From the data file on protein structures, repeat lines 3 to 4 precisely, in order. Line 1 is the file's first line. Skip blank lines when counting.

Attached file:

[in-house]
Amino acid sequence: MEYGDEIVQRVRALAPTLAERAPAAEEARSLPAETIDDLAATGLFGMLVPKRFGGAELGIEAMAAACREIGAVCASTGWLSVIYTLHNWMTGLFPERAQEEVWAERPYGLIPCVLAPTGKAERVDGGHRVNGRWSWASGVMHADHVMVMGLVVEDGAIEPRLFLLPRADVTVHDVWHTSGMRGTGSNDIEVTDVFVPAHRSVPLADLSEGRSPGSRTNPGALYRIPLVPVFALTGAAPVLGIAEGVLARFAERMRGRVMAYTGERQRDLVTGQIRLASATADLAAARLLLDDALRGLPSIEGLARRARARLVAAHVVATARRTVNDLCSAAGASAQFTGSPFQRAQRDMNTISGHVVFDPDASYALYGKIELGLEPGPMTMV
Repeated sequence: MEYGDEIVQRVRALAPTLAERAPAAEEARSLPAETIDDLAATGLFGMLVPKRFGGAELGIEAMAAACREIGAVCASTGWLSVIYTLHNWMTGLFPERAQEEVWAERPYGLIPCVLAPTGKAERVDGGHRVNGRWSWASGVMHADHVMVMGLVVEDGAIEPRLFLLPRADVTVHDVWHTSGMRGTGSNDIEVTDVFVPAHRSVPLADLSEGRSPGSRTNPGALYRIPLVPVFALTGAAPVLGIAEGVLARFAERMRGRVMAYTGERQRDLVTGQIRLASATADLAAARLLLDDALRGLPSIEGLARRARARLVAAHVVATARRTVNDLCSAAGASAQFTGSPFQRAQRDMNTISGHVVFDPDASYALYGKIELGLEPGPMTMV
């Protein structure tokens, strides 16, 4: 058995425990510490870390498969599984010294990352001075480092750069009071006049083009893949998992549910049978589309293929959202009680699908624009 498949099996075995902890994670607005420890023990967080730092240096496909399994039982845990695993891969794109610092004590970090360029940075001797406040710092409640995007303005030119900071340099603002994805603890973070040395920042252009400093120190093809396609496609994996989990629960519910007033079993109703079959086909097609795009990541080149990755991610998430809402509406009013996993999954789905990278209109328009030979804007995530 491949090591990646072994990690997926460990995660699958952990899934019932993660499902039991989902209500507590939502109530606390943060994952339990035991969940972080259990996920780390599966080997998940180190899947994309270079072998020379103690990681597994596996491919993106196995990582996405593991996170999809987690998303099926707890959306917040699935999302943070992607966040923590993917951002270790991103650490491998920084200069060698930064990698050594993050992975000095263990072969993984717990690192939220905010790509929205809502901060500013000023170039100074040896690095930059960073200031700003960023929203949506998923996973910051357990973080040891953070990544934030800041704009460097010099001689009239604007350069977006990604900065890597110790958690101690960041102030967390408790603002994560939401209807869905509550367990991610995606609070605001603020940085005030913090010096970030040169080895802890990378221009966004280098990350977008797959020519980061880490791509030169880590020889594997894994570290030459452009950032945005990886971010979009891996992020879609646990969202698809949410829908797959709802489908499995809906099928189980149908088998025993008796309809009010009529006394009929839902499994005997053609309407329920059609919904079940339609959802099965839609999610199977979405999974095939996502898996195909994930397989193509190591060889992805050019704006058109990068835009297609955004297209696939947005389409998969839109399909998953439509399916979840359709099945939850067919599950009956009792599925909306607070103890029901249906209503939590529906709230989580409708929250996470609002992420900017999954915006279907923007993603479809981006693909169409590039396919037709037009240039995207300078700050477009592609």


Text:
Repeated sequence: MEYGDEIVQRVRALAPTLAERAPAAEEARSLPAETIDDLAATGLFGMLVPKRFGGAELGIEAMAAACREIGAVCASTGWLSVIYTLHNWMTGLFPERAQEEVWAERPYGLIPCVLAPTGKAERVDGGHRVNGRWSWASGVMHADHVMVMGLVVEDGAIEPRLFLLPRADVTVHDVWHTSGMRGTGSNDIEVTDVFVPAHRSVPLADLSEGRSPGSRTNPGALYRIPLVPVFALTGAAPVLGIAEGVLARFAERMRGRVMAYTGERQRDLVTGQIRLASATADLAAARLLLDDALRGLPSIEGLARRARARLVAAHVVATARRTVNDLCSAAGASAQFTGSPFQRAQRDMNTISGHVVFDPDASYALYGKIELGLEPGPMTMV
């Protein structure tokens, strides 16, 4: 058995425990510490870390498969599984010294990352001075480092750069009071006049083009893949998992549910049978589309293929959202009680699908624009 498949099996075995902890994670607005420890023990967080730092240096496909399994039982845990695993891969794109610092004590970090360029940075001797406040710092409640995007303005030119900071340099603002994805603890973070040395920042252009400093120190093809396609496609994996989990629960519910007033079993109703079959086909097609795009990541080149990755991610998430809402509406009013996993999954789905990278209109328009030979804007995530 491949090591990646072994990690997926460990995660699958952990899934019932993660499902039991989902209500507590939502109530606390943060994952339990035991969940972080259990996920780390599966080997998940180190899947994309270079072998020379103690990681597994596996491919993106196995990582996405593991996170999809987690998303099926707890959306917040699935999302943070992607966040923590993917951002270790991103650490491998920084200069060698930064990698050594993050992975000095263990072969993984717990690192939220905010790509929205809502901060500013000023170039100074040896690095930059960073200031700003960023929203949506998923996973910051357990973080040891953070990544934030800041704009460097010099001689009239604007350069977006990604900065890597110790958690101690960041102030967390408790603002994560939401209807869905509550367990991610995606609070605001603020940085005030913090010096970030040169080895802890990378221009966004280098990350977008797959020519980061880490791509030169880590020889594997894994570290030459452009950032945005990886971010979009891996992020879609646990969202698809949410829908797959709802489908499995809906099928189980149908088998025993008796309809009010009529006394009929839902499994005997053609309407329920059609919904079940339609959802099965839609999610199977979405999974095939996502898996195909994930397989193509190591060889992805050019704006058109990068835009297609955004297209696939947005389409998969839109399909998953439509399916979840359709099945939850067919599950009956009792599925909306607070103890029901249906209503939590529906709230989580409708929250996470609002992420900017999954915006279907923007993603479809981006693909169409590039396919037709037009240039995207300078700050477009592609």